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February 5, 2015

Was used to block a draught in an out building

Notes secretly compiled by Alan Turing during World War Two have been found.

The series of notes compiled by the gay computer science genius have been found used as roof insulation in an out building at Bletchley Park, which was the place where Turing broke the Nazi's Engima Code.

'Discovering these pieces of code-breaking ephemera is incredibly exciting and provides yet more insight into how the codebreakers worked,' said Ian Stander, chief executive of the Bletchley Park Trust.

December 23, 2013

Mathematician who helped the Allies win World War II had been convicted of having sex with another man

Queen Elizabeth II has pardoned Alan Turning, the father of computing and World War II hero, for his 1952 conviction for having sex with another man.

Turing helped crack the Enigma code, helping the Allies understand German communications and ultimately win the war.

But in 1952 he was convicted for ‘gross indecency’ with another man by a British court. Instead of prison, he accepted treatment with female hormones – also known as chemical castration.

This led to Turing committing suicide in 1954.

June 10, 2013

Labour MP Chris Bryant is hoping the Church of England chapel in Parliament could become multi-faith to allow same-sex couples to marry there

The UK parliament has asked Queen Elizabeth II to allow gay couples to marry in a royal chapel.

Members of parliament are hoping the St Stephen’s Chapel, the main place of Christian worship in the Palace of Westminster, could become a multi-faith venue that would allow same-sex couples to get married once it is legal in England and Wales.

Gay Labour MP and former Anglican vicar Chris Bryant has suggested allowing leaders of other faiths to conduct same-sex marriages in the chapel, such as the Quakers.

November 1, 2012

Britain's Labour Party are calling on the coalition government to grant heroic gay code-breaker a pardon, almost 60 years since his death

Britain's Labour Party has announced it is supporting a campaign for the pardon of gay Second World War hero Alan Turing.

The left-wing party is hoping that, by showing their support, the current coalition government will be forced to alter its position. Many existing MPs have already shown support for the campaign.

Turing, worked during the Second World War as a code-breaker. He committed suicide in 1954 after struggling with his homosexuality.

October 23, 2012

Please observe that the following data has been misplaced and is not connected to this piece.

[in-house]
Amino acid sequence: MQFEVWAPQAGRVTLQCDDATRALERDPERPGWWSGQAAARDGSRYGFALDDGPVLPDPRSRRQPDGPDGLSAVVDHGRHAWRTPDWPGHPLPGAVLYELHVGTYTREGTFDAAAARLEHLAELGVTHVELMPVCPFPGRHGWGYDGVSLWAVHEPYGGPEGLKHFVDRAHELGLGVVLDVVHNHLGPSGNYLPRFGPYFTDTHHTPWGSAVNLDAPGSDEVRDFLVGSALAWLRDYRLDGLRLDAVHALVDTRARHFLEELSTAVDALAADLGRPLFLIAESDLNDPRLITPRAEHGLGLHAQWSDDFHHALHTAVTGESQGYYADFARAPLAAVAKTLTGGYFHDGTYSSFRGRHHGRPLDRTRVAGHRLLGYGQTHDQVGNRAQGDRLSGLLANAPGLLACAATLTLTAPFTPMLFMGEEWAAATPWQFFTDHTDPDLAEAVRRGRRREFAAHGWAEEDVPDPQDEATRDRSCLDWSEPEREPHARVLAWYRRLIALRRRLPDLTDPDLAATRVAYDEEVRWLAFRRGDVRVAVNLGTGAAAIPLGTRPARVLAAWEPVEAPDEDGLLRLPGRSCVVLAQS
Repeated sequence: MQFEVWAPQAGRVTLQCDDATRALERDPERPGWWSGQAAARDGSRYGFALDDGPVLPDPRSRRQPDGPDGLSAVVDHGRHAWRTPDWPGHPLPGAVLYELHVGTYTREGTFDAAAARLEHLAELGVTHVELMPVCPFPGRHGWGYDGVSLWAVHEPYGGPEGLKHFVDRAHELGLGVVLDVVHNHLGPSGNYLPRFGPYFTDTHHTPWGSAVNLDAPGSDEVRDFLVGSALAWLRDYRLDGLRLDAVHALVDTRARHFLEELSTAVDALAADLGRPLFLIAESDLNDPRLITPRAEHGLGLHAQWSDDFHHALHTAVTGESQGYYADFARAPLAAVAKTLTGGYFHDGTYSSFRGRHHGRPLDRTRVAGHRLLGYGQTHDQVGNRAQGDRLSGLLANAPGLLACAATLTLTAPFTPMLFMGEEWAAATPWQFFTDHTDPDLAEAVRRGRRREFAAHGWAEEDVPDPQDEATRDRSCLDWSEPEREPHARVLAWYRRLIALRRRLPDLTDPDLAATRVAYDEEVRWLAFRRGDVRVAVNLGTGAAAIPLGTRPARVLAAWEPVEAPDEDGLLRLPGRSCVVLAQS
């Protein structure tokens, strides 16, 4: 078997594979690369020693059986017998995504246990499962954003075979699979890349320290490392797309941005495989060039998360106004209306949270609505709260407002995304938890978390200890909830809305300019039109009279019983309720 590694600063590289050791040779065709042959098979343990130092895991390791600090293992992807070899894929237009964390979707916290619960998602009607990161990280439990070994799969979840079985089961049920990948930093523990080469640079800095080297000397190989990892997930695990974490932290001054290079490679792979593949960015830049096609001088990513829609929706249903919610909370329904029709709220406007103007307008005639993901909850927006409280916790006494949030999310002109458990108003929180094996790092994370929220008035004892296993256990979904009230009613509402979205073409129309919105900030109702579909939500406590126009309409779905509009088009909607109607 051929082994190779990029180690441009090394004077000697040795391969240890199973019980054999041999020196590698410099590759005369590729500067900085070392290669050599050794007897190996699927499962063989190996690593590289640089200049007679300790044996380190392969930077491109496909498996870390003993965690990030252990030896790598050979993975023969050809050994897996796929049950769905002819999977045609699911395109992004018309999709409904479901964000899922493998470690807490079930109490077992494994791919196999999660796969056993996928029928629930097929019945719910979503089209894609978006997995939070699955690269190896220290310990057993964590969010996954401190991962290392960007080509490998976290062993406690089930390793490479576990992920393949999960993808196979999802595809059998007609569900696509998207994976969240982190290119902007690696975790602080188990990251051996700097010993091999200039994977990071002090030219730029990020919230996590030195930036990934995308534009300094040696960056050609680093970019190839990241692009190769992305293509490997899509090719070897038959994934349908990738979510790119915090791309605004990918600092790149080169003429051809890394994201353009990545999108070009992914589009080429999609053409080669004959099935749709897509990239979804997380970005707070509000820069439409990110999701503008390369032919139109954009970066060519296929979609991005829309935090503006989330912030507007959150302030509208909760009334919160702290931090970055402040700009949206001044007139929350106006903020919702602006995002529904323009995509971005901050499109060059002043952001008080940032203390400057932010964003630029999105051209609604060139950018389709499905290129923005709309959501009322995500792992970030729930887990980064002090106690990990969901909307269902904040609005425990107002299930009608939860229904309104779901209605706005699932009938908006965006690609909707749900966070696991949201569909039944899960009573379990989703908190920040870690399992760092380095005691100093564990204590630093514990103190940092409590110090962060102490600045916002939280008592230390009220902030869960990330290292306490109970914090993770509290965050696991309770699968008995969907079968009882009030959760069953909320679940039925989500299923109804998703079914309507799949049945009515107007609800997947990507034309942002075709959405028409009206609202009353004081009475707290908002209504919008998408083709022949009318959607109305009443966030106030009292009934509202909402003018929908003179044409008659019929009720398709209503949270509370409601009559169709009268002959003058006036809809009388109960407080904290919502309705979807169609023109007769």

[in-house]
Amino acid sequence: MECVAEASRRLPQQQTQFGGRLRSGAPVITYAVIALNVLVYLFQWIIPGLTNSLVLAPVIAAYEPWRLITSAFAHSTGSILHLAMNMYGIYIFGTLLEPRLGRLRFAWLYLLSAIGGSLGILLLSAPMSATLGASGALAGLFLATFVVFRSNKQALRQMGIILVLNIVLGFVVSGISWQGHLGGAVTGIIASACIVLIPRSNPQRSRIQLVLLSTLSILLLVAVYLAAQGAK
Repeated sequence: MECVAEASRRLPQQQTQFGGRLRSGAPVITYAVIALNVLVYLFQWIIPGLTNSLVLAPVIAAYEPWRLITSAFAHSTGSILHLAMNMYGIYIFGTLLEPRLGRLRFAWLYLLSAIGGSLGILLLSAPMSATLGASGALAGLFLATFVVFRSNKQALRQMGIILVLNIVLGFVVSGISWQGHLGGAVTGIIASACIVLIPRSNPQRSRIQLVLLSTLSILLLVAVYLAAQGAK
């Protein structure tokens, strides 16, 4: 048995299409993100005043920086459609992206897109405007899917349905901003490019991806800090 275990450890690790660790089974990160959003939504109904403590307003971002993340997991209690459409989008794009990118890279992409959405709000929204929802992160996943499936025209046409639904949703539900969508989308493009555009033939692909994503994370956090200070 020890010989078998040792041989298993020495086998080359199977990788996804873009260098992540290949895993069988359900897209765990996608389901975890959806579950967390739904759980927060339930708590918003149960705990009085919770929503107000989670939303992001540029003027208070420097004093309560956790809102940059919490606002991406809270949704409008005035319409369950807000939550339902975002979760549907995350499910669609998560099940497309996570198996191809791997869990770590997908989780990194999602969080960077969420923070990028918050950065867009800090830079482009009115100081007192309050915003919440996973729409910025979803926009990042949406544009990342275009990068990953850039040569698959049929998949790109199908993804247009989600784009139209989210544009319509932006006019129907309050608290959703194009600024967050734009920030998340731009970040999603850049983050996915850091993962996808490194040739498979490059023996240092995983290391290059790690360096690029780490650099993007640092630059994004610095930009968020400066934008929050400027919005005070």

Event in Bletchley Park will celebrate life of gay scientist Alan Turing

UK schools are being encouraged to start planning their activities for LGBT History Month with a pre-launch event taking place in Bletchley Park to celebrate the life of Alan Turing.

The event, taking place on 15 November and organised by SchoolsOUT, coincides with the 100th birthday of Turing, whose groundbreaking coding work during World War II helped save thousands of lives and is often credited as the father of the modern computer. However, he was hounded by the authorities for his homosexuality, and eventually committed suicide.

October 5, 2012

Alan Turing has been praised by GCHQ director Iain Lobban, saying 'enduring lessons' can be drawn from his work.

Alan Turing has been praised by leading British spy Iain Lobban, saying 'enduring lessons' can be drawn from his work.

Lobban is director of GCHQ (Government Communications Headquarters), Britain's 'listening station' giving ears to its intelligence services.

He said there were 'many parallels between the way we work now and the way we worked then' in reference to the World War II hero.

September 13, 2012

Google is paying for 1000 board games to be made, honoring the man who helped to win World War 2

The gay scientist, mathematician and World War 2 codebreaker Alan Turing is being honored with his own Monopoly edition.

The man that helped win World War 2 and was later prosecuted for his homosexuality, the beloved board game is paying tribute to 100 years since the father of computer science was born.

Turing’s Monopoly will replace houses and hotels with huts and blocks, and the spaces on the board will all feature locations important in Turing’s life, including his birthplace in Maida Vale and his school in Dorset.